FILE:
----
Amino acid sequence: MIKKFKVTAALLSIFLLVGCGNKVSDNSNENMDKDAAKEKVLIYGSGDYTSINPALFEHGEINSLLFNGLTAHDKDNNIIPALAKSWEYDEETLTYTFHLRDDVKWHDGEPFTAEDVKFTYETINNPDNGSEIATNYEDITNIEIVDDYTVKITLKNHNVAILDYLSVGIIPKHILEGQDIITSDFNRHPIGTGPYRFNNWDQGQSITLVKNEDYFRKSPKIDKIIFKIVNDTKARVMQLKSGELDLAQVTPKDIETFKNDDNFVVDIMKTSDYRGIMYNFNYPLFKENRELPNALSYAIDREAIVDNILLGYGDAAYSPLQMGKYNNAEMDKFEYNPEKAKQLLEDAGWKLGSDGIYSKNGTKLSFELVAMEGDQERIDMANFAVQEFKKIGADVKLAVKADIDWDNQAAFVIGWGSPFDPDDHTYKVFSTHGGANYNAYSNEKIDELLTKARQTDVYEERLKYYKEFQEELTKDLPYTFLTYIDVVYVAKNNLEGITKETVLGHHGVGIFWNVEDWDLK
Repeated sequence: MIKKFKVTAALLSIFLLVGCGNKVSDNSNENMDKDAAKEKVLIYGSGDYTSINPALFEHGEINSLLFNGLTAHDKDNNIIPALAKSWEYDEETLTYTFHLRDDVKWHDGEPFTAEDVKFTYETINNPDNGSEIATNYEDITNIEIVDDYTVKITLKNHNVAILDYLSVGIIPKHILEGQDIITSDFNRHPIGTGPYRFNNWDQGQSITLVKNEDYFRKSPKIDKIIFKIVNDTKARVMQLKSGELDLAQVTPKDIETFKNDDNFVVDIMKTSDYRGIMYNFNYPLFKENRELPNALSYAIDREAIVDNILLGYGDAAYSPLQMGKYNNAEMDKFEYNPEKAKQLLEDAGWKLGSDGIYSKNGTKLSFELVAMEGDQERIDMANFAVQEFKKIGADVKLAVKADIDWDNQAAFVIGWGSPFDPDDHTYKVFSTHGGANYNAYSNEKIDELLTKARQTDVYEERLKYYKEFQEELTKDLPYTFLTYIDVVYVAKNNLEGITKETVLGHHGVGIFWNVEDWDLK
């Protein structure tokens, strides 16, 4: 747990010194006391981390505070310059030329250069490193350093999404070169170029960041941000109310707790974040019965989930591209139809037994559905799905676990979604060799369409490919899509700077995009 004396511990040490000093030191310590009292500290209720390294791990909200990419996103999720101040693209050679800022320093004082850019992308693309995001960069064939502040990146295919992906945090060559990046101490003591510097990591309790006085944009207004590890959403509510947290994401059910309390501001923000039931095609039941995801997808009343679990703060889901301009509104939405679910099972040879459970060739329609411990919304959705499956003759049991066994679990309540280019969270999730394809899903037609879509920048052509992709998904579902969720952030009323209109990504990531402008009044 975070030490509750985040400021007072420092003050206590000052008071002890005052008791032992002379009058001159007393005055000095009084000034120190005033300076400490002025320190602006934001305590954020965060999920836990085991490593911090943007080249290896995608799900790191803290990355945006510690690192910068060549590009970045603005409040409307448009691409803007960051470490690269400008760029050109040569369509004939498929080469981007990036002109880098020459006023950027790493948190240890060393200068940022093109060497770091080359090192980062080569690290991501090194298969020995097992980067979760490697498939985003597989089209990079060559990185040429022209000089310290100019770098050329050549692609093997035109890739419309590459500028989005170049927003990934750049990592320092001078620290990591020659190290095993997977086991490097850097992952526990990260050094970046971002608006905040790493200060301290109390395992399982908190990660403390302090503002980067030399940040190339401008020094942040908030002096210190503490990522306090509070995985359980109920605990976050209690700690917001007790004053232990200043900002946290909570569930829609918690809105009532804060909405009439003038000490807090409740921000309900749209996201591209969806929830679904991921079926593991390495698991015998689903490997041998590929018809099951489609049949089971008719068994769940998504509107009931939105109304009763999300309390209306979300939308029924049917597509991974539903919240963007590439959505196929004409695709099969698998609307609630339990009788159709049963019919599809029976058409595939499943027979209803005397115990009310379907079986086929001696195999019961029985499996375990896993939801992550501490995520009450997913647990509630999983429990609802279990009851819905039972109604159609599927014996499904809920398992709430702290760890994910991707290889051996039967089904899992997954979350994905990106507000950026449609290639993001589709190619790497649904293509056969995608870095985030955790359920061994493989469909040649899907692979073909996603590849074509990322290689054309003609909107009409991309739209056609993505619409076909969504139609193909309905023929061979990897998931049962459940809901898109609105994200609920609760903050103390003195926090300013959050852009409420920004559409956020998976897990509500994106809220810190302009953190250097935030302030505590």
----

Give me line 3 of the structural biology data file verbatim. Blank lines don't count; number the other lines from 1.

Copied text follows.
């Protein structure tokens, strides 16, 4: 747990010194006391981390505070310059030329250069490193350093999404070169170029960041941000109310707790974040019965989930591209139809037994559905799905676990979604060799369409490919899509700077995009 004396511990040490000093030191310590009292500290209720390294791990909200990419996103999720101040693209050679800022320093004082850019992308693309995001960069064939502040990146295919992906945090060559990046101490003591510097990591309790006085944009207004590890959403509510947290994401059910309390501001923000039931095609039941995801997808009343679990703060889901301009509104939405679910099972040879459970060739329609411990919304959705499956003759049991066994679990309540280019969270999730394809899903037609879509920048052509992709998904579902969720952030009323209109990504990531402008009044 975070030490509750985040400021007072420092003050206590000052008071002890005052008791032992002379009058001159007393005055000095009084000034120190005033300076400490002025320190602006934001305590954020965060999920836990085991490593911090943007080249290896995608799900790191803290990355945006510690690192910068060549590009970045603005409040409307448009691409803007960051470490690269400008760029050109040569369509004939498929080469981007990036002109880098020459006023950027790493948190240890060393200068940022093109060497770091080359090192980062080569690290991501090194298969020995097992980067979760490697498939985003597989089209990079060559990185040429022209000089310290100019770098050329050549692609093997035109890739419309590459500028989005170049927003990934750049990592320092001078620290990591020659190290095993997977086991490097850097992952526990990260050094970046971002608006905040790493200060301290109390395992399982908190990660403390302090503002980067030399940040190339401008020094942040908030002096210190503490990522306090509070995985359980109920605990976050209690700690917001007790004053232990200043900002946290909570569930829609918690809105009532804060909405009439003038000490807090409740921000309900749209996201591209969806929830679904991921079926593991390495698991015998689903490997041998590929018809099951489609049949089971008719068994769940998504509107009931939105109304009763999300309390209306979300939308029924049917597509991974539903919240963007590439959505196929004409695709099969698998609307609630339990009788159709049963019919599809029976058409595939499943027979209803005397115990009310379907079986086929001696195999019961029985499996375990896993939801992550501490995520009450997913647990509630999983429990609802279990009851819905039972109604159609599927014996499904809920398992709430702290760890994910991707290889051996039967089904899992997954979350994905990106507000950026449609290639993001589709190619790497649904293509056969995608870095985030955790359920061994493989469909040649899907692979073909996603590849074509990322290689054309003609909107009409991309739209056609993505619409076909969504139609193909309905023929061979990897998931049962459940809901898109609105994200609920609760903050103390003195926090300013959050852009409420920004559409956020998976897990509500994106809220810190302009953190250097935030302030505590």